Failure to report a change of address within the prescribed period

A vehicle owner is required to report any changes to the residence or business address listed in the RC within thirty days if the address has changed. According to Section 49(2)/177 of the Motor Vehicle Act, if the owner fails to notify the relevant authority of his new residence within the allotted time, he will be fined 0 for the first offense and ,000 for a second or subsequent violation.

Violating air pollution standards

According to Section 190 (2) of the Motor Vehicles Act of 1988, anyone who operates a vehicle that violates air pollution limits faces penalties. For the first offense, the defaulter would have to pay a fine of 2,000, and for any further violations, a fine of 5000. A three-month ban on licenses is in addition to the fee for drivers or vehicle owners.

Overloading

Driving a car faster than the allowed speed limit is illegal in India. According to Section 194 (IA) of the Motor Vehicle Act, anyone found operating a vehicle with a load that exceeds the limitations faces a fine of ,000 plus an extra ,000 per tonne of excess weight, as well as the obligation to pay fees for off-loading the excess load.

Failure to provide passage to emergency vehicles- Fire Service Vehicle/Ambulance

Failure to grant free access to emergency vehicles, such as ambulances and fire service vehicles, is a crime under Section 194 E of the Motor Vehicle Act. Any driver who is found in violation of the law for failing to yield to an emergency vehicle authorized by the State Government may be subject to a fine of 0,000 and up to six months in imprisonment.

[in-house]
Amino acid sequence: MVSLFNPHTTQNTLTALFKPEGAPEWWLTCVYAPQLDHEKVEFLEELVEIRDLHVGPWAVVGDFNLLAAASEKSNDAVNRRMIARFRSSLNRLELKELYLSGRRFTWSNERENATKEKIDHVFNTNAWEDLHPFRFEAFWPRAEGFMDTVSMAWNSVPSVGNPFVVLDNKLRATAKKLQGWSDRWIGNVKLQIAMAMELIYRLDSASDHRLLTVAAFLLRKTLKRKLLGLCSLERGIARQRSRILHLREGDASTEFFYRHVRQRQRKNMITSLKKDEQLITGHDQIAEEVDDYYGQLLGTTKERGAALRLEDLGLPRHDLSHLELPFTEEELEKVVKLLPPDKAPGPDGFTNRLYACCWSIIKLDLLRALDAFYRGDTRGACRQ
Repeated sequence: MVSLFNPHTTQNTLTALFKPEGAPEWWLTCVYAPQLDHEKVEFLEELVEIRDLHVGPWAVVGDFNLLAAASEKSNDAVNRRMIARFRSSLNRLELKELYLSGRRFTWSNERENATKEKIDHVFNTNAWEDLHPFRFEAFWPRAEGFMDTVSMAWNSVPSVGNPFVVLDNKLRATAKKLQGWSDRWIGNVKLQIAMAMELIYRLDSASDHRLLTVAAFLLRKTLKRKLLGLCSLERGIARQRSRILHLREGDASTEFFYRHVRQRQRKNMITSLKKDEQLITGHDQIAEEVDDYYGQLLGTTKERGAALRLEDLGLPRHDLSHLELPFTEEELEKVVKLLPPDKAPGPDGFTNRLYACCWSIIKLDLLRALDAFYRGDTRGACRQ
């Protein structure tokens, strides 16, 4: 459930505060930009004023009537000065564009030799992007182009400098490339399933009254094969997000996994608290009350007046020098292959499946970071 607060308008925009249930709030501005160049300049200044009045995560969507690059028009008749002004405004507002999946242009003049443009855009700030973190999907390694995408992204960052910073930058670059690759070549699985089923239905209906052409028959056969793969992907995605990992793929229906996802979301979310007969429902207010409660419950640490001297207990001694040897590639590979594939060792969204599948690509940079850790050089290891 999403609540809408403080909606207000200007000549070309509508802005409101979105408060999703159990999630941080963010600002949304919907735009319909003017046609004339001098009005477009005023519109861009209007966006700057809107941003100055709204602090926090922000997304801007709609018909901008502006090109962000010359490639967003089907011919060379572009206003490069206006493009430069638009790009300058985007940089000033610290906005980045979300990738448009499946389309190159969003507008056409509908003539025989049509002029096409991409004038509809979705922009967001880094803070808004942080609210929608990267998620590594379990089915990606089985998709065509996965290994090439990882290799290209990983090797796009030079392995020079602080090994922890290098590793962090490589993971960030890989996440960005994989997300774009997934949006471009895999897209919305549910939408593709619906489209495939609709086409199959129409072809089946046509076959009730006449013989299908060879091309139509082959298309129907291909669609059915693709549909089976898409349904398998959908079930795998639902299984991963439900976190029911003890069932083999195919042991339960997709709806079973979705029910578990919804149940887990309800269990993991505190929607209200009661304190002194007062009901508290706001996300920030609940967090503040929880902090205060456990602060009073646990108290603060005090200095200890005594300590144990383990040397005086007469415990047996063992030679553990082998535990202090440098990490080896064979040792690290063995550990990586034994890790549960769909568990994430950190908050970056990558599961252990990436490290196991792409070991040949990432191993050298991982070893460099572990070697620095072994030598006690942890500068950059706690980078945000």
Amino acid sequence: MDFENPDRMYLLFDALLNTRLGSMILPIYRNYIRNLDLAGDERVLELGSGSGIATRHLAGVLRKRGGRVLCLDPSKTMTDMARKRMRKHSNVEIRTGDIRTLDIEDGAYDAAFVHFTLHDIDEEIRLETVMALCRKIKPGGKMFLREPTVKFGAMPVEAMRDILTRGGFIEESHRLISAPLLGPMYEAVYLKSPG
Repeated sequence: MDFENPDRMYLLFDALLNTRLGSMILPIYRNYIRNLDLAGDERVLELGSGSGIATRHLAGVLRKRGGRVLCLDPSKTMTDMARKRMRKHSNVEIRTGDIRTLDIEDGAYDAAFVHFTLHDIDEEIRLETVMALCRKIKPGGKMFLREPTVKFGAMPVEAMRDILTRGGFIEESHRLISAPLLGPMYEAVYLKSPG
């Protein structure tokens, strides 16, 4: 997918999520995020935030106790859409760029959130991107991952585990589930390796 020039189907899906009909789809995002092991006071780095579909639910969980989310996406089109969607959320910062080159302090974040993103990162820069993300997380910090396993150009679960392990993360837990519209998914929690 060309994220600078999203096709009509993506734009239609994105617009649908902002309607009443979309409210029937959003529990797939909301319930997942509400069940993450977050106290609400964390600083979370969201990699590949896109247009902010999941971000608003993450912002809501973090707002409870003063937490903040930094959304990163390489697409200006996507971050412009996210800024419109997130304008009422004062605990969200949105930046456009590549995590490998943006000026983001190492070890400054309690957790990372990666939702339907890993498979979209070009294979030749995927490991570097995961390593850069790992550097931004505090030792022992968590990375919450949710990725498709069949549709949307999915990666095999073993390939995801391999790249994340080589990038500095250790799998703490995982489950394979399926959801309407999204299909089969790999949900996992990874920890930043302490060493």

DANGEROUS DRIVING – USING A MOBILE PHONE WHILE DRIVING

The majority of traffic collisions in the nation are caused by speeding, drunk driving under the influence, and using a cell phone while operating a car. According to the Road Transport Ministry’s statement, it is illegal to use a phone while driving. However, using a phone while driving is only permitted for navigation. According to Sections 184 and 188 of the Motor Vehicles Act, using a hand-held device while driving can result in fines of up to ,000 and ,000,000 (if detected before three years have passed since the first violation). In addition to the penalty, the defaulter might spend up to a year imprisoned.

DANGEROUS driving s.184/ 188 Explanation

(a) Red Light Running r.12 MVDR

(b) MVDR Rule 7. Violation of a Stop Sign